In my office, on the top shelf of my bookcase, I have a orange and purple acrylic picture frame. Aside from the material and the transparency of the frame, there is one thing unusual about it: it doesn’t contain a picture.
This picture frame is a reminder for me of the first mistake I made in my professional career.
Shortly after I was hired as a bookstore manager, I decided to sell this set of acrylic picture frames in our bookstore simply because they looked cool. Unfortunately, I forgot one very important consideration: our customers. After sitting on our store’s shelves for several months, these frames were heavily discounted. As I walked past them for another two years, it became clear to me that our customers didn’t want them at any price. I had chosen something that was not relevant to our audience.
Truly understanding your church’s audience can prevent you from making mistakes like this and will help you communicate on your audience’s terms. This is the next step in your journey to creating a communications plan for your church—understanding your context and, more specifically, your audience.
One common practice for contextualizing communication is the process of establishing personas.
Personas, also called avatars, are fictional representations of your target audiences established by research and personal knowledge of the individuals involved. Profiles are given to each persona, and those profiles comtain demographics, psychographics, intentions, and vocations, among other things. Personas influence how you communicate, including your choice of words, timing, medium, and purpose. They may also affect to whom you communicate.
For example, if you are announcing a new live streaming service, you may describe it to shut-ins as a way for them to worship with their faith family on a weekly basis, while you may tell young families it’s a great way to stay connected when they have to stay home with a sick child. It’s the same message appropriately contextualized for each audience.
Personas should describe the recipients of your church goals. In other words, who will benefit the most from the church accomplishing these goals? Personas should help you determine how you communicate, so communication preferences should factor into how you distinguish personas. Other factors to consider are age, involvement, and comfortability with technology.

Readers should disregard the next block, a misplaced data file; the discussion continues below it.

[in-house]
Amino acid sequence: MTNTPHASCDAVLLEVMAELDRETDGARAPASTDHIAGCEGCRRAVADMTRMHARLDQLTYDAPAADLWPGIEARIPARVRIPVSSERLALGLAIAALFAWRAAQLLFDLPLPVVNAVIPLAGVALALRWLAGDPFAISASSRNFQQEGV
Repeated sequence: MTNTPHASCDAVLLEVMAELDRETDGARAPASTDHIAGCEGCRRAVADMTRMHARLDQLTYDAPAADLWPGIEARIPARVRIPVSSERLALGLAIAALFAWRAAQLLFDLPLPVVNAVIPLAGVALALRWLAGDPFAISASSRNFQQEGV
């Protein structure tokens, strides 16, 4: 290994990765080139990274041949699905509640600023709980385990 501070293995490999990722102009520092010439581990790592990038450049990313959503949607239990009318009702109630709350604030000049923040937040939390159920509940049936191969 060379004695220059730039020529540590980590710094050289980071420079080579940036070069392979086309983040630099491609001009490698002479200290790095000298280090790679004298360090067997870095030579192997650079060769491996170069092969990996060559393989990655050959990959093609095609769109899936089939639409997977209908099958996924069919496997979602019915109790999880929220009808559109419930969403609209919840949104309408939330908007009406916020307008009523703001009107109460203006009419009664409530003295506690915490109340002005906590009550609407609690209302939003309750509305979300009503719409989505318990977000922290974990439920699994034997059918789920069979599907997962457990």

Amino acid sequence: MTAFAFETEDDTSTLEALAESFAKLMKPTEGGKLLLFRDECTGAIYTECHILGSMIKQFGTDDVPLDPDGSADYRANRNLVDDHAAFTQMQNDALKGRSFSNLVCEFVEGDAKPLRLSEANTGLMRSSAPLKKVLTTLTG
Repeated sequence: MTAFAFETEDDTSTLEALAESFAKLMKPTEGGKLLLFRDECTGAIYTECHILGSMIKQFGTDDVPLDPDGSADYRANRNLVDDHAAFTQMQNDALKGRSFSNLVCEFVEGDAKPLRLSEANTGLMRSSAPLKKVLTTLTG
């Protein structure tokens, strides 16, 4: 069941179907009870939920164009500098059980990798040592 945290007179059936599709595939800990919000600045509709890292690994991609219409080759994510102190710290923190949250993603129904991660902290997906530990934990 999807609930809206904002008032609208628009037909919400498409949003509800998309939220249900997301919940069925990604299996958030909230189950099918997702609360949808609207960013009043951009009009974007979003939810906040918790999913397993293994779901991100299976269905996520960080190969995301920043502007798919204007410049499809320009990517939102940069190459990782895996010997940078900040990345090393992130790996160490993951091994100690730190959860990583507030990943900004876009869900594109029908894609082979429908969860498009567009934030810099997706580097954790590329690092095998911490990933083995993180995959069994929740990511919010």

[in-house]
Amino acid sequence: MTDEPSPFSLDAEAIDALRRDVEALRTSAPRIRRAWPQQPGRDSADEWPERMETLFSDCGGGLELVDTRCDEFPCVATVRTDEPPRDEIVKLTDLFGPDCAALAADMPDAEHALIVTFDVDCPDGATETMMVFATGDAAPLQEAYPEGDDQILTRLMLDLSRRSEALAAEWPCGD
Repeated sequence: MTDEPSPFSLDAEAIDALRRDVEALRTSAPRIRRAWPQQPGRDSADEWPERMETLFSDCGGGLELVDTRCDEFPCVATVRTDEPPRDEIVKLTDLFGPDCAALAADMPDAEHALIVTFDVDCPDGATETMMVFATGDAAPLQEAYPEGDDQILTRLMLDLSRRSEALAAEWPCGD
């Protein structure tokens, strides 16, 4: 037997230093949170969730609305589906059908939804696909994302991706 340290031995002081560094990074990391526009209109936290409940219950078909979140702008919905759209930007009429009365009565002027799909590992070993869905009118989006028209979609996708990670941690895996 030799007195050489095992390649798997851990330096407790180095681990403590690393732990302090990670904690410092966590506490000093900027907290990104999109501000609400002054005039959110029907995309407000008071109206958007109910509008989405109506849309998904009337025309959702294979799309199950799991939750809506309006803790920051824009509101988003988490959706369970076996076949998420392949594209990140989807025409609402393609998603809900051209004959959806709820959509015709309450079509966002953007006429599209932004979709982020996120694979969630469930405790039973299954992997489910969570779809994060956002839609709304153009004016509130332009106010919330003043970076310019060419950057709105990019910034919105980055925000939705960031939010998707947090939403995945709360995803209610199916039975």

While you can establish any number of personas for your church, it’s best to keep it at a manageable number, somewhere between two to three for each church goal.
Personas need to be general enough that everyone in your congregation can be easily assigned to a persona but specific enough that the personas accurately describe how to communicate with those individual members.
Try thinking about it in these terms: if you could ask one question to determine what personas to assign people to, what would that question be? Here's an example:
How do you prefer to receive information about church?
- Digitally (emails, social media, website)
- Traditionally (newsletter, bulletin board, announcements)
The answer to this question will lead you to communicate in very different ways.
Personas vs. Lists
There is a significant difference between personas (how you communicate with people) and lists (to whom you communicate).
There will be times when it is logical to communicate a message to only some specific sets of people. For example, if you’re going to launch a new women’s Bible study, you’ll want to filter the people you select by gender. In other words, you create a list of women only. Then, you’ll tweak the message and the delivery style (email, social media, etc.) by persona.
Next Week: Part 2 (Understanding Your Audience)
Once you’ve established how you’re going to distinguish and assign personas, the next step will be to build profiles for each persona. Check back next week to learn about this!
Need some help getting started?
Download the free PDF Best Practices for Creating Personas and Lists. Use the questions inside to start differentiating your church’s personas and developing lists for communications.
Free Training Course
This blog post was part of the training series Church Online Communications Comprehensive. All the course materials are available online for free, and you can move through the course at your own pace. Start working toward an effective online communications strategy for your church today!
About the Author
Peter Frank serves as Senior Marketing Manager of Church Supplies at Concordia Publishing House. A graduate of Concordia University Wisconsin, his background in theology, business, and computers gives him a unique perspective on technology in the church. Married and the father of two children, he is frequently humbled when his 18-month-old shows him new things on the iPad.Follow on Twitter More Content by Peter Frank